In an Aug. 12 article on the Romney-Ryan ticket, Jerry Zremski says Ryan's budget would "in part" remake Medicare into a voucher system for future enrollees. In an Aug. 13 article he repeats this point, and later in the article he finally notes that according to Ryan's plan, seniors would have the option of getting a voucher from the government to buy health care. But he neglects to mention the other option: to remain with traditional, government-run Medicare.

So according to Romney-Ryan, seniors would have a choice between traditional Medicare and private plans with premium support.

Is it too much to ask that The News' reporting be balanced and truly informative?

As for Rep. Kathy Hochul, she supported the $700 billion cuts to Medicare when she refused to vote to repeal "Obamacare."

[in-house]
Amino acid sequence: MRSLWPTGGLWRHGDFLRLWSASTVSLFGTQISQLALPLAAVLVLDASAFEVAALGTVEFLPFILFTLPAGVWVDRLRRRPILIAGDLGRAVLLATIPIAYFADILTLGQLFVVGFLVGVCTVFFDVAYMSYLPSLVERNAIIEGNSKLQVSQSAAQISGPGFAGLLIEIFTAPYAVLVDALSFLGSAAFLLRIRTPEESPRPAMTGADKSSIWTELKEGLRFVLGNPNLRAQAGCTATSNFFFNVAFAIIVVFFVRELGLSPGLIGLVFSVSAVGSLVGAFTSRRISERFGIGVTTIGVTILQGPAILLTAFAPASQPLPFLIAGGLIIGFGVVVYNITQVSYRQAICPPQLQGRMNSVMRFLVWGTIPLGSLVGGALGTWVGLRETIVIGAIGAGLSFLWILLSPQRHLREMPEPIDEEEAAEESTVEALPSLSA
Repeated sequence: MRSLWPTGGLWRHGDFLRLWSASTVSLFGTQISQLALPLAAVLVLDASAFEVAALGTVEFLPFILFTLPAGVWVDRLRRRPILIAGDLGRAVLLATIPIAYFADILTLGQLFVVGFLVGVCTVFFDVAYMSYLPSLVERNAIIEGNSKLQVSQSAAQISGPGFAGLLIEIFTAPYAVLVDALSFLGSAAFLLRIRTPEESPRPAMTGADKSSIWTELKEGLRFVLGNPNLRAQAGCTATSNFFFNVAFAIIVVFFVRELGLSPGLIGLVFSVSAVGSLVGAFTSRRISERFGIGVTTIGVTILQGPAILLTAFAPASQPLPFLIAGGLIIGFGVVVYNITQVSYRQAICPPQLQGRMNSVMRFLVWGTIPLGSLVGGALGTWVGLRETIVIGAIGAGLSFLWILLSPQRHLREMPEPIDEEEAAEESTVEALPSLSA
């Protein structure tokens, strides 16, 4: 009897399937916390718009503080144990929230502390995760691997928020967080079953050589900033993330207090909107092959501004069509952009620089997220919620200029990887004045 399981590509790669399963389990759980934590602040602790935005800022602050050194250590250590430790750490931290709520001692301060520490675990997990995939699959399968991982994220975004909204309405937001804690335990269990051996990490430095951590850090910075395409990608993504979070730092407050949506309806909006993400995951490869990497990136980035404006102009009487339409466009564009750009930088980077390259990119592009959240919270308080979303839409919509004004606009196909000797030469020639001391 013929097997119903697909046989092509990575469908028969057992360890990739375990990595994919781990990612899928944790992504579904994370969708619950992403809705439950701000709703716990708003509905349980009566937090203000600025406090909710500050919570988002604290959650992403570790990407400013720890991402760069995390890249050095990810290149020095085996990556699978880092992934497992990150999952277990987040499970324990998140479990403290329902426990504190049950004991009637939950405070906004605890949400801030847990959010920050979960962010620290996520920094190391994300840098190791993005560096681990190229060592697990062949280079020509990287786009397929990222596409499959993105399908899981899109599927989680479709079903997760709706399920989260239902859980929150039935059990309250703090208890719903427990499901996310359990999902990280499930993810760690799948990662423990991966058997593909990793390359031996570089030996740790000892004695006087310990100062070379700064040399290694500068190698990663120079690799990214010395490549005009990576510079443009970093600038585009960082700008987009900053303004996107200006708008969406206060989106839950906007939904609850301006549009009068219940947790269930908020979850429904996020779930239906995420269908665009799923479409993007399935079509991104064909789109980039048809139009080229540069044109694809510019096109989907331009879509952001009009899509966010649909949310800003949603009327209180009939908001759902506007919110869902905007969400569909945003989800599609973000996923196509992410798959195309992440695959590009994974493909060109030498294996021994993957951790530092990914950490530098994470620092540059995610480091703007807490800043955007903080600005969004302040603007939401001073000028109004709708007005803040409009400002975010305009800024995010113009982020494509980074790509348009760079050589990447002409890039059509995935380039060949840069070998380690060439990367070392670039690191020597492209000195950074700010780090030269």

As seniors, we welcome an approach that presents choices, including that of traditional Medicare, and actually seeks to preserve this all-important program.

Janice L. Schultz-Aldrich

Leonard Aldrich



Romney's decision ?proves interesting

What an interesting past few days in politics. Mitt Romney selects devout Catholic Paul Ryan as his vice presidential running mate. Ryan is a devotee of atheist/objectivism philosopher Ayn Rand, who basically divides that portion of the population not laissez faire capitalist as looters and moochers. President Obama pledges to protect us from Ryan. Romney, not to be outdone, also pledges to protect us from Ryan. And Ryan, for his part, is asking out loud "Ayn who?"

Larry Fallon

West Seneca


Ryan is not from? humble background

In an Aug. 14 editorial, The News describes Paul Ryan thusly: "With his small-town roots and humble background … Ryan is a running mate that many people can relate to – unlike Romney, often criticized for his silver-spoon upbringing and corporate connections."